It goes on to say:

Tina’s story was her own, and yet, it mirrors the stories of many others. The losses she experienced, the fracturing of her family, the inability to access necessary support, the promises of services that were never delivered, these are the echoes of so many other children and their families. These barriers that are experienced much more often and pervasively by Indigenous families is the story of Tina and the one that we have the opportunity to change.

One of the things the report talks about is the areas on which we need to reflect:

What were Tina’s needs and those of her family? 
What interventions and supports were offered and when? 
What is the family perspective on the services they received? 
What needs to be improved? 
What do the experts say needs to happen? 
What do the Elders say we need to remember? 
What do youth say they need to feel supported? And,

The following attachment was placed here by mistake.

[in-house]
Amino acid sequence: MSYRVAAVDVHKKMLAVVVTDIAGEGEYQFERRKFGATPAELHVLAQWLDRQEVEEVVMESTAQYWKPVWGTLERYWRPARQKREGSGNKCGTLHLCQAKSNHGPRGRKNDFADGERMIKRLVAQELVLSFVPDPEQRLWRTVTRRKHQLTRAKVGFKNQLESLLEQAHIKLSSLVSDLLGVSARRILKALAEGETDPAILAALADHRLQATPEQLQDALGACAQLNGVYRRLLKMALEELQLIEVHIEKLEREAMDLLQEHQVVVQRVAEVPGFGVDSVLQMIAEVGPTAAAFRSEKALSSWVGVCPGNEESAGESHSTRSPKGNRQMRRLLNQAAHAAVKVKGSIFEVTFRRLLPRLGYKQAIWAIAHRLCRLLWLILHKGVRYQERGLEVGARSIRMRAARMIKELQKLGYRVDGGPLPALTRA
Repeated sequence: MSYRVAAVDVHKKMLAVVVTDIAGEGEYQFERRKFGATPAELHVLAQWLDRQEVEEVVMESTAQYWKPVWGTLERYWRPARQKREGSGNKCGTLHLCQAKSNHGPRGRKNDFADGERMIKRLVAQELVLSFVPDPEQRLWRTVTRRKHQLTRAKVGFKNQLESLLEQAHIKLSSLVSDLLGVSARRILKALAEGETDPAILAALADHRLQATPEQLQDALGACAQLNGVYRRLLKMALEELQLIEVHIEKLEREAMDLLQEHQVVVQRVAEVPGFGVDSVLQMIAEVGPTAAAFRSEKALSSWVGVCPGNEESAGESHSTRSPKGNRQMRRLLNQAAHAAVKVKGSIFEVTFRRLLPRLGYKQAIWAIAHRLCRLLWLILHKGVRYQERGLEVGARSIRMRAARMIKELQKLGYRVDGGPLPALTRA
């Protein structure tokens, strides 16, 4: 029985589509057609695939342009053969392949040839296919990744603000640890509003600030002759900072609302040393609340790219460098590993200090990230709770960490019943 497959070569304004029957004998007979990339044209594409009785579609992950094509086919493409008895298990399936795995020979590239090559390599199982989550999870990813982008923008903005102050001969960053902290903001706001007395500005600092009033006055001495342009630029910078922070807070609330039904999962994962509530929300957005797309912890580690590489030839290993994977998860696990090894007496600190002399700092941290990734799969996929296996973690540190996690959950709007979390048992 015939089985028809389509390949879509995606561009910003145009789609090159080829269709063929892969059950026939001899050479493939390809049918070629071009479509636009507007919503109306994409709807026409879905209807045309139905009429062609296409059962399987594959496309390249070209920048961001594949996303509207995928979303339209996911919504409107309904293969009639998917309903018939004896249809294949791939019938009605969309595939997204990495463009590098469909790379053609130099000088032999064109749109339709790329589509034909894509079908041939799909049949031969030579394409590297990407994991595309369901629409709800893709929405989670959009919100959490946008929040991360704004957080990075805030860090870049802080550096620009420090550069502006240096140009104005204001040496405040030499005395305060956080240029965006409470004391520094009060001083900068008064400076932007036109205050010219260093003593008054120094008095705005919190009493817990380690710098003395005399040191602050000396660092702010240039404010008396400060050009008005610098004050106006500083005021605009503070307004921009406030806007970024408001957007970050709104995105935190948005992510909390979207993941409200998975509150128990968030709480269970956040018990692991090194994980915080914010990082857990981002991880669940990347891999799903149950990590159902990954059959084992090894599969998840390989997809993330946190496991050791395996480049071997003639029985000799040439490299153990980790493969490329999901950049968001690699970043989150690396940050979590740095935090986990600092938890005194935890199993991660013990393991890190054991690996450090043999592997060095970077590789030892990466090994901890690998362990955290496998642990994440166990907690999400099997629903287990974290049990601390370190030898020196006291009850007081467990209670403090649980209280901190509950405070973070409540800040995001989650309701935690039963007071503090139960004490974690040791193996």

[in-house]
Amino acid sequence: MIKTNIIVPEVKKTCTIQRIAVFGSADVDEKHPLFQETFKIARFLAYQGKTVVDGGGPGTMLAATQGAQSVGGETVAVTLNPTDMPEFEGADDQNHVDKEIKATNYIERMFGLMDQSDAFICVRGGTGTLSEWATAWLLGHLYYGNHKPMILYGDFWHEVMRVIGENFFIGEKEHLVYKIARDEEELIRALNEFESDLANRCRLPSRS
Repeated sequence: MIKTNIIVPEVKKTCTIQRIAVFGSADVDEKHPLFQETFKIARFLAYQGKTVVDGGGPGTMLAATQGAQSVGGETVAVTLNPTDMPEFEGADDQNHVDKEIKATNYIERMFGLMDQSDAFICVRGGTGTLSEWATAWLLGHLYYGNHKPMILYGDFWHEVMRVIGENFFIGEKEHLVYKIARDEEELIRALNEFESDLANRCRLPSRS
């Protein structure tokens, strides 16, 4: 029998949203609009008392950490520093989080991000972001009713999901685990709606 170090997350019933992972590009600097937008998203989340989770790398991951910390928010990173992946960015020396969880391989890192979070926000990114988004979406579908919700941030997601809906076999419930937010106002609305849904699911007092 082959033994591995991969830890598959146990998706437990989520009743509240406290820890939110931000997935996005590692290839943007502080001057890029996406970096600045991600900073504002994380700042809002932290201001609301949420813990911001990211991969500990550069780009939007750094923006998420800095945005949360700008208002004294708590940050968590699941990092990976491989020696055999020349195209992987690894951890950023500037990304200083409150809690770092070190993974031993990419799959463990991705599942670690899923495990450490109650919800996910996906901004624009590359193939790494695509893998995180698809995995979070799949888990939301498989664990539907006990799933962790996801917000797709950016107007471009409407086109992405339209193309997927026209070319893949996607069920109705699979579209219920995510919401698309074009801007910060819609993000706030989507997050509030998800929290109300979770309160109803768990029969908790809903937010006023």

How can tragedies like Tina’s death be prevented in the future?

This morning, the Inquiry into Missing and Murdered Indigenous Women and Girls released its report, which is 1,200 pages with 231 recommendations. I do not think anyone has had the opportunity to really digest that report and the different recommendations. As I read through them, certainly there are some that jump out right away and make a lot of sense, around policing and our processes around protocols. Then there are other recommendations that one questions and wonders how they will work.

However, it is incumbent upon us all to have a look at that report, look at the recommendations and consider what we need to do. The recommendations are for all levels of government. It is federal, provincial and municipal, but also indigenous levels of government, as well as indigenous and non-indigenous communities. There is a role for everyone to play.